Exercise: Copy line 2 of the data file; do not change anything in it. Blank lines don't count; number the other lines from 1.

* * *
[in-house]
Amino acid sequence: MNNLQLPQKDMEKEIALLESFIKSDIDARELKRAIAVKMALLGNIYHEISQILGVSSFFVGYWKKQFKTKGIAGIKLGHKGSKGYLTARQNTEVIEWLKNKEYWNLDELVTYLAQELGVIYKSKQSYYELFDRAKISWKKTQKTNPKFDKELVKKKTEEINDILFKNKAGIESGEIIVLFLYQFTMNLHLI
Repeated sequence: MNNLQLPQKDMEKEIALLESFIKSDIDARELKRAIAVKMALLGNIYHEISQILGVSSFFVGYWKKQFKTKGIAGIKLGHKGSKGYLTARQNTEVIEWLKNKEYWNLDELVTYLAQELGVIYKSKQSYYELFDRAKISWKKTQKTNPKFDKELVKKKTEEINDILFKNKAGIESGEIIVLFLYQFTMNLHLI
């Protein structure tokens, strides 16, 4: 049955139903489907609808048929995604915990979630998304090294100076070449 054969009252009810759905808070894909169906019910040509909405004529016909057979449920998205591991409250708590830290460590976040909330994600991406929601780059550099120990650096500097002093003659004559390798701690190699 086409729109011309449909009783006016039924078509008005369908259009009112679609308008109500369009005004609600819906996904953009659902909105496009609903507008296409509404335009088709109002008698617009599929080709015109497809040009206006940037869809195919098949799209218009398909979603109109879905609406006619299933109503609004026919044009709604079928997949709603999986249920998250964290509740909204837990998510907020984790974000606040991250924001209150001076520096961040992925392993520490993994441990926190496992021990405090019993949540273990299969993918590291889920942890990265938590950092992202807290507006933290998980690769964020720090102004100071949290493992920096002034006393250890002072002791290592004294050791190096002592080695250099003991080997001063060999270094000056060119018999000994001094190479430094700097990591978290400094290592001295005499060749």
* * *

Amino acid sequence: MNNLQLPQKDMEKEIALLESFIKSDIDARELKRAIAVKMALLGNIYHEISQILGVSSFFVGYWKKQFKTKGIAGIKLGHKGSKGYLTARQNTEVIEWLKNKEYWNLDELVTYLAQELGVIYKSKQSYYELFDRAKISWKKTQKTNPKFDKELVKKKTEEINDILFKNKAGIESGEIIVLFLYQFTMNLHLI